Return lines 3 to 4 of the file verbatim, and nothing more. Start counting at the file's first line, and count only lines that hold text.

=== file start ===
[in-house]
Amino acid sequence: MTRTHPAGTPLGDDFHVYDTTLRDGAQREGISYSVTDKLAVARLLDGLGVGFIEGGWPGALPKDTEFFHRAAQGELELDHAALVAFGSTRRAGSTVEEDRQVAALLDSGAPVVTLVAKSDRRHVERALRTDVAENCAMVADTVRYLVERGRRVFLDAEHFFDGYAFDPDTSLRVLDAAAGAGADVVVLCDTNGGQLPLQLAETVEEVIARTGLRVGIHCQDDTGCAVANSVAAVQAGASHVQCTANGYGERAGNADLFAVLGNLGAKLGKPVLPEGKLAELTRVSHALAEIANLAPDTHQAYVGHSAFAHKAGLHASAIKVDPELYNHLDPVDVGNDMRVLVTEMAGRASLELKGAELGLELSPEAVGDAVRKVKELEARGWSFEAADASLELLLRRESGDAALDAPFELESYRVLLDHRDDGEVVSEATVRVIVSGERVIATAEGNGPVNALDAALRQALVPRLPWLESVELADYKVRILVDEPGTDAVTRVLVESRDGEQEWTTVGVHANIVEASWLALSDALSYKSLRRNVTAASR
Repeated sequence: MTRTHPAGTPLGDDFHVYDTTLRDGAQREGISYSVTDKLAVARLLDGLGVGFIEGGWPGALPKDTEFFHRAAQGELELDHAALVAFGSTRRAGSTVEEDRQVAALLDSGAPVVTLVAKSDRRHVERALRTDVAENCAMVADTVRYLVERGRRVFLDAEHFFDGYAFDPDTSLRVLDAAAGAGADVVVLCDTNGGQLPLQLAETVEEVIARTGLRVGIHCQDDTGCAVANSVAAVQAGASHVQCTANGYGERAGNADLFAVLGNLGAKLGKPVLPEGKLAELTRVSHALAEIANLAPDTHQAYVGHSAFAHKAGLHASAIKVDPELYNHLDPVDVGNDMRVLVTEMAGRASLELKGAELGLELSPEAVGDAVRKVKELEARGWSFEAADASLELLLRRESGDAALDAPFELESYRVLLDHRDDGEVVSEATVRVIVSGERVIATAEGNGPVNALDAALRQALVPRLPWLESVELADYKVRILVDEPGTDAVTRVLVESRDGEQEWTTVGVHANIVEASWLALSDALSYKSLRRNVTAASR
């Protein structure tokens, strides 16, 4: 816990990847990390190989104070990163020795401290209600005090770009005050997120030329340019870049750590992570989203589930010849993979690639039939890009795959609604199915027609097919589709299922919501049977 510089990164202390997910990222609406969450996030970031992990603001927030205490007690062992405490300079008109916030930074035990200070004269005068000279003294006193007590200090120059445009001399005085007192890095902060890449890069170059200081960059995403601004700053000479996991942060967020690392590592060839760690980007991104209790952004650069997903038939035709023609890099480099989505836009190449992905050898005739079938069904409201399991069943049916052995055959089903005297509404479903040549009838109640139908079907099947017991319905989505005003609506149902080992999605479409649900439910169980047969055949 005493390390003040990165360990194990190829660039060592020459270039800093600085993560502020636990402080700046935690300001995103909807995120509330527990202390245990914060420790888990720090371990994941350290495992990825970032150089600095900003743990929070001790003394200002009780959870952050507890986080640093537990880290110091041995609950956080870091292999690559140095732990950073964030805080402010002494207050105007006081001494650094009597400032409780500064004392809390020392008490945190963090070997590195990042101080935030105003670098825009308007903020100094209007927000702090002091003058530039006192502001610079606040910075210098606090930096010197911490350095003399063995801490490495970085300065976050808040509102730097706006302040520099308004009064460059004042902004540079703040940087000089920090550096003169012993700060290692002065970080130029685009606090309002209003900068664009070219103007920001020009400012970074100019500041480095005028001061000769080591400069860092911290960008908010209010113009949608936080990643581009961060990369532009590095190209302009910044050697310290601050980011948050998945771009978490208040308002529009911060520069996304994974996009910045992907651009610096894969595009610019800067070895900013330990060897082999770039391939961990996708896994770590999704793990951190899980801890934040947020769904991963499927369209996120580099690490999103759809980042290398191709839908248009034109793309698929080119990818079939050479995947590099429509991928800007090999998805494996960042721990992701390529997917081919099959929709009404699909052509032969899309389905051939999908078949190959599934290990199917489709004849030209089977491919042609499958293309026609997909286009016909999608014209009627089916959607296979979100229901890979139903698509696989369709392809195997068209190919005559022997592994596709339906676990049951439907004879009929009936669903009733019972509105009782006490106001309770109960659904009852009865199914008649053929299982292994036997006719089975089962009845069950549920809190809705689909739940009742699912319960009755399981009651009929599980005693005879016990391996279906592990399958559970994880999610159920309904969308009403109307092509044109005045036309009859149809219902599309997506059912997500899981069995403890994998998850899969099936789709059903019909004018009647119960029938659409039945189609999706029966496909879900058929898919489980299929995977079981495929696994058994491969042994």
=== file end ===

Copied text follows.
Repeated sequence: MTRTHPAGTPLGDDFHVYDTTLRDGAQREGISYSVTDKLAVARLLDGLGVGFIEGGWPGALPKDTEFFHRAAQGELELDHAALVAFGSTRRAGSTVEEDRQVAALLDSGAPVVTLVAKSDRRHVERALRTDVAENCAMVADTVRYLVERGRRVFLDAEHFFDGYAFDPDTSLRVLDAAAGAGADVVVLCDTNGGQLPLQLAETVEEVIARTGLRVGIHCQDDTGCAVANSVAAVQAGASHVQCTANGYGERAGNADLFAVLGNLGAKLGKPVLPEGKLAELTRVSHALAEIANLAPDTHQAYVGHSAFAHKAGLHASAIKVDPELYNHLDPVDVGNDMRVLVTEMAGRASLELKGAELGLELSPEAVGDAVRKVKELEARGWSFEAADASLELLLRRESGDAALDAPFELESYRVLLDHRDDGEVVSEATVRVIVSGERVIATAEGNGPVNALDAALRQALVPRLPWLESVELADYKVRILVDEPGTDAVTRVLVESRDGEQEWTTVGVHANIVEASWLALSDALSYKSLRRNVTAASR
């Protein structure tokens, strides 16, 4: 816990990847990390190989104070990163020795401290209600005090770009005050997120030329340019870049750590992570989203589930010849993979690639039939890009795959609604199915027609097919589709299922919501049977 510089990164202390997910990222609406969450996030970031992990603001927030205490007690062992405490300079008109916030930074035990200070004269005068000279003294006193007590200090120059445009001399005085007192890095902060890449890069170059200081960059995403601004700053000479996991942060967020690392590592060839760690980007991104209790952004650069997903038939035709023609890099480099989505836009190449992905050898005739079938069904409201399991069943049916052995055959089903005297509404479903040549009838109640139908079907099947017991319905989505005003609506149902080992999605479409649900439910169980047969055949 005493390390003040990165360990194990190829660039060592020459270039800093600085993560502020636990402080700046935690300001995103909807995120509330527990202390245990914060420790888990720090371990994941350290495992990825970032150089600095900003743990929070001790003394200002009780959870952050507890986080640093537990880290110091041995609950956080870091292999690559140095732990950073964030805080402010002494207050105007006081001494650094009597400032409780500064004392809390020392008490945190963090070997590195990042101080935030105003670098825009308007903020100094209007927000702090002091003058530039006192502001610079606040910075210098606090930096010197911490350095003399063995801490490495970085300065976050808040509102730097706006302040520099308004009064460059004042902004540079703040940087000089920090550096003169012993700060290692002065970080130029685009606090309002209003900068664009070219103007920001020009400012970074100019500041480095005028001061000769080591400069860092911290960008908010209010113009949608936080990643581009961060990369532009590095190209302009910044050697310290601050980011948050998945771009978490208040308002529009911060520069996304994974996009910045992907651009610096894969595009610019800067070895900013330990060897082999770039391939961990996708896994770590999704793990951190899980801890934040947020769904991963499927369209996120580099690490999103759809980042290398191709839908248009034109793309698929080119990818079939050479995947590099429509991928800007090999998805494996960042721990992701390529997917081919099959929709009404699909052509032969899309389905051939999908078949190959599934290990199917489709004849030209089977491919042609499958293309026609997909286009016909999608014209009627089916959607296979979100229901890979139903698509696989369709392809195997068209190919005559022997592994596709339906676990049951439907004879009929009936669903009733019972509105009782006490106001309770109960659904009852009865199914008649053929299982292994036997006719089975089962009845069950549920809190809705689909739940009742699912319960009755399981009651009929599980005693005879016990391996279906592990399958559970994880999610159920309904969308009403109307092509044109005045036309009859149809219902599309997506059912997500899981069995403890994998998850899969099936789709059903019909004018009647119960029938659409039945189609999706029966496909879900058929898919489980299929995977079981495929696994058994491969042994």